Starting on March 25, 2023, the Morning News Brief began to update case data as well as death tolls on a weekly basis.

In addition, since the start of the pandemic the United States has, as of Friday, recorded just under 106.4 million cases, a higher figure than any other country, and a death toll of over 1.15 million. India has the world’s second highest number of officially recorded cases, 44.7 million, and a reported death toll of 530,943.

The newest data from Russia’s Rosstat state statistics service showed that, at the end of July, the number of Covid or Covid-related deaths since the start of the pandemic there in April 2020 is now 823,623, giving the country the world’s second highest pandemic-related death toll, behind the United States.  Rosstat last reported that 3,284 people died from the coronavirus or related causes in July 2022, down from 5,023 in June, 7,008 in May and 11,583 in April.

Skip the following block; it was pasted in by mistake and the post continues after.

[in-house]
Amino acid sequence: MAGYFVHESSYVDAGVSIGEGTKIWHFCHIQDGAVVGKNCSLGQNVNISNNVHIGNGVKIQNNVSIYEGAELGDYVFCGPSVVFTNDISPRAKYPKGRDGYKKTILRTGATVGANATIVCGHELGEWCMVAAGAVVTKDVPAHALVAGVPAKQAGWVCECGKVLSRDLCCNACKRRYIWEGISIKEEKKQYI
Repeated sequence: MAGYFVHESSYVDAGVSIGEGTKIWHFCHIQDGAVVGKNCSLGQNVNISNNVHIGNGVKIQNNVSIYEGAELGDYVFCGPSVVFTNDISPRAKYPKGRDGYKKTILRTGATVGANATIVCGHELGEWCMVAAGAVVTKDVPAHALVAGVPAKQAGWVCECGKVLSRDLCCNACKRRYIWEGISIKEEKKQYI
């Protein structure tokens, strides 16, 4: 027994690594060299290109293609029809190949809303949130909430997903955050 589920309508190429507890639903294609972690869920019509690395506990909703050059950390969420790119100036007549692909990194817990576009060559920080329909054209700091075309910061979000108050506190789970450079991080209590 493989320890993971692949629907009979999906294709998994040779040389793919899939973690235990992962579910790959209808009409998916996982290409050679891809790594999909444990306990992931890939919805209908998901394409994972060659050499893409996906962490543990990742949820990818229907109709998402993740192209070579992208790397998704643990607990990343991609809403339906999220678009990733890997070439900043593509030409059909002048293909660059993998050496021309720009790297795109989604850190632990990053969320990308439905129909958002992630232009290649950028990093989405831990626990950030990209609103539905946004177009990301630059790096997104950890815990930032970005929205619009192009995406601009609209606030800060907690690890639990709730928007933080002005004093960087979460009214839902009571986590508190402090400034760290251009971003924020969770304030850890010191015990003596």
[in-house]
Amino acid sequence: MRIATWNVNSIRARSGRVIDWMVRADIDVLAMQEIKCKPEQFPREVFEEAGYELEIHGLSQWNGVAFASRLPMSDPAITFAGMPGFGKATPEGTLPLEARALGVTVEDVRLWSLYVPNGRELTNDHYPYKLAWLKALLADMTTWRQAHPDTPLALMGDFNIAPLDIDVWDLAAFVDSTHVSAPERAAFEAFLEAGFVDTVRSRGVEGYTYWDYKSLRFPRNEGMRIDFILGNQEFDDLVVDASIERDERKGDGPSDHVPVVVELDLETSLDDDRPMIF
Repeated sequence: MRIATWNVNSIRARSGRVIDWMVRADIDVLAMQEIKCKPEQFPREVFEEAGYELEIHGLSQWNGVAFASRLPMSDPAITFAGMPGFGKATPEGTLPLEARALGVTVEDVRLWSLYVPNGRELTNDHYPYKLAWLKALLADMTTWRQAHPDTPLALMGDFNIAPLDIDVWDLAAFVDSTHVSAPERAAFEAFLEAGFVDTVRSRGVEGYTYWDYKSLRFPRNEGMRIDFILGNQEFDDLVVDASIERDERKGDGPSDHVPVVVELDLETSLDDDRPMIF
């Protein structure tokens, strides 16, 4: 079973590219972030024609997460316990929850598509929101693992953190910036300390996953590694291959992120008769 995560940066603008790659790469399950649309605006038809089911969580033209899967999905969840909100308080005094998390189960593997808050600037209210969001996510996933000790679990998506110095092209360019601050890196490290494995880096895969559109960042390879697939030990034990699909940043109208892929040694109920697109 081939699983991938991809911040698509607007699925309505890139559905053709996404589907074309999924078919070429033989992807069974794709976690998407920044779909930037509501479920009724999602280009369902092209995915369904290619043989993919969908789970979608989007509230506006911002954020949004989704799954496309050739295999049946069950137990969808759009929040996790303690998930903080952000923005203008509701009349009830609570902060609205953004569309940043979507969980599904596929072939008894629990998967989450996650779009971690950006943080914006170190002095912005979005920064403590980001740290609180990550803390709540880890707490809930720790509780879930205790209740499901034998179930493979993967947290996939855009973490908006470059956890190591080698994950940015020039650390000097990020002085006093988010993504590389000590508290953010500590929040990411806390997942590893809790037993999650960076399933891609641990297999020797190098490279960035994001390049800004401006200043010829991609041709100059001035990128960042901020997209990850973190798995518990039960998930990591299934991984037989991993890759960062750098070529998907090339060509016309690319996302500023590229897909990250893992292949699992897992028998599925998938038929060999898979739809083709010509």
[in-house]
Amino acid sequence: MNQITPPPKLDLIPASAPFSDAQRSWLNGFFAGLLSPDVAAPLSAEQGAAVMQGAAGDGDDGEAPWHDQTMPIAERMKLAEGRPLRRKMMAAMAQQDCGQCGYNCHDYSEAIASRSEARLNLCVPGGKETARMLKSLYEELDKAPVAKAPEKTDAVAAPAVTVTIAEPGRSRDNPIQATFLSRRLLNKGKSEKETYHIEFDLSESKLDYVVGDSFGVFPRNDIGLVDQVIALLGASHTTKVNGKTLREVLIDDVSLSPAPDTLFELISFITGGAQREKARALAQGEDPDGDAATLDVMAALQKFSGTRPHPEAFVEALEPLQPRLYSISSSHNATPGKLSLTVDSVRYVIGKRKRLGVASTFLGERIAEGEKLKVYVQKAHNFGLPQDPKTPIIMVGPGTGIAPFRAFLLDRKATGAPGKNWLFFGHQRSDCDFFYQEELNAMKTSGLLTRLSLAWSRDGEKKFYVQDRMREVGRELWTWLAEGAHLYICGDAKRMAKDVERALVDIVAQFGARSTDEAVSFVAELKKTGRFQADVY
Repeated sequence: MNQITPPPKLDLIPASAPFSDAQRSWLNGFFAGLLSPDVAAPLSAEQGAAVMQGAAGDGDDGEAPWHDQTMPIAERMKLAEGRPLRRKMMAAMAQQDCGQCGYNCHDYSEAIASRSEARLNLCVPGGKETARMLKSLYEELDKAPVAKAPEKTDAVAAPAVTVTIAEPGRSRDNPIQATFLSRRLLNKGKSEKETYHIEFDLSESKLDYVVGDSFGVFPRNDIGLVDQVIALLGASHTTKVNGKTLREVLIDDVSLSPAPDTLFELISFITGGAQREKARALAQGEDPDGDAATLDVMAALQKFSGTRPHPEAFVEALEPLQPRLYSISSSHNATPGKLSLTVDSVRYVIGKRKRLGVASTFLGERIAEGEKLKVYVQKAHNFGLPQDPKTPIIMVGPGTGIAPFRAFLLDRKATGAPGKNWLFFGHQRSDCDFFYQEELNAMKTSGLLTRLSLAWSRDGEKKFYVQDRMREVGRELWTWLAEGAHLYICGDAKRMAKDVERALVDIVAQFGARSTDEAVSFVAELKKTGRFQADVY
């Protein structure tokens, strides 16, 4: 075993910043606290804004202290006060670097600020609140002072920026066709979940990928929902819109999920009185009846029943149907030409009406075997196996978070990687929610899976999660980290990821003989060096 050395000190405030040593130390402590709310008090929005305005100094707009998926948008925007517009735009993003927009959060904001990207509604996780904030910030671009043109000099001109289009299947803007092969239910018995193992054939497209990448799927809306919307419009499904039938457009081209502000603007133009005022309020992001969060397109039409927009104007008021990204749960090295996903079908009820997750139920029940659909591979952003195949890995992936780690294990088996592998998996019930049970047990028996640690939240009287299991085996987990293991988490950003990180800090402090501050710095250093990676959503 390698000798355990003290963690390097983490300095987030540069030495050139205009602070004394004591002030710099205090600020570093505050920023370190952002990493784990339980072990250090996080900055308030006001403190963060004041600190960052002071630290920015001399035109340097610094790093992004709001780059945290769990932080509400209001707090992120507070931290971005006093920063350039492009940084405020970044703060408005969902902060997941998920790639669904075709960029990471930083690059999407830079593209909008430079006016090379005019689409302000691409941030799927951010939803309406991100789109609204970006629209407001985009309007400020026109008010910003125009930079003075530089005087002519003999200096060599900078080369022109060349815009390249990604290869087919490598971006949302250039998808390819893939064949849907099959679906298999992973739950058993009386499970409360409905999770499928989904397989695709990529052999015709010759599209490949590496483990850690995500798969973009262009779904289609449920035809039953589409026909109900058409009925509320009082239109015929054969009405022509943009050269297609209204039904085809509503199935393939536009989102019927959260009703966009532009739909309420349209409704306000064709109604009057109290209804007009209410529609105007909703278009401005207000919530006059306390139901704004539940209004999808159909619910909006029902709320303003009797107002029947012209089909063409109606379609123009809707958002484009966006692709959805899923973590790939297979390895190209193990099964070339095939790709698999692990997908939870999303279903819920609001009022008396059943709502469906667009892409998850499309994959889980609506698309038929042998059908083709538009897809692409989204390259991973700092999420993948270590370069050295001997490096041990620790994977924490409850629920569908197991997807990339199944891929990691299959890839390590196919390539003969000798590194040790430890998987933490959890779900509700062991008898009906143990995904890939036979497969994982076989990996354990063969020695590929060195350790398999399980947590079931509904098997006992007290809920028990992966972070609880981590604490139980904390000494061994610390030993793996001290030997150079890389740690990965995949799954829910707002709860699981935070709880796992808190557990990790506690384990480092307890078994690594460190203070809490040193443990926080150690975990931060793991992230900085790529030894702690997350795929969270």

Meanwhile, France is the country with the third highest number of cases, with 39.8 million, and Germany is in the number four slot, with 38.4 million total cases.

Brazil, which has recorded the third highest number of deaths as a result of the virus, 700,556, has recorded 37.3 million cases, placing it in the number five slot.

The other five countries with total case figures over the 20 million mark are Japan, with 33.5 million cases, South Korea, with 30.9 million cases, placing it in the number seven slot, and Italy, with 25.7 million, as number eight, as well as the United Kingdom, with 24.4 million, and Russia, with 22.7 million.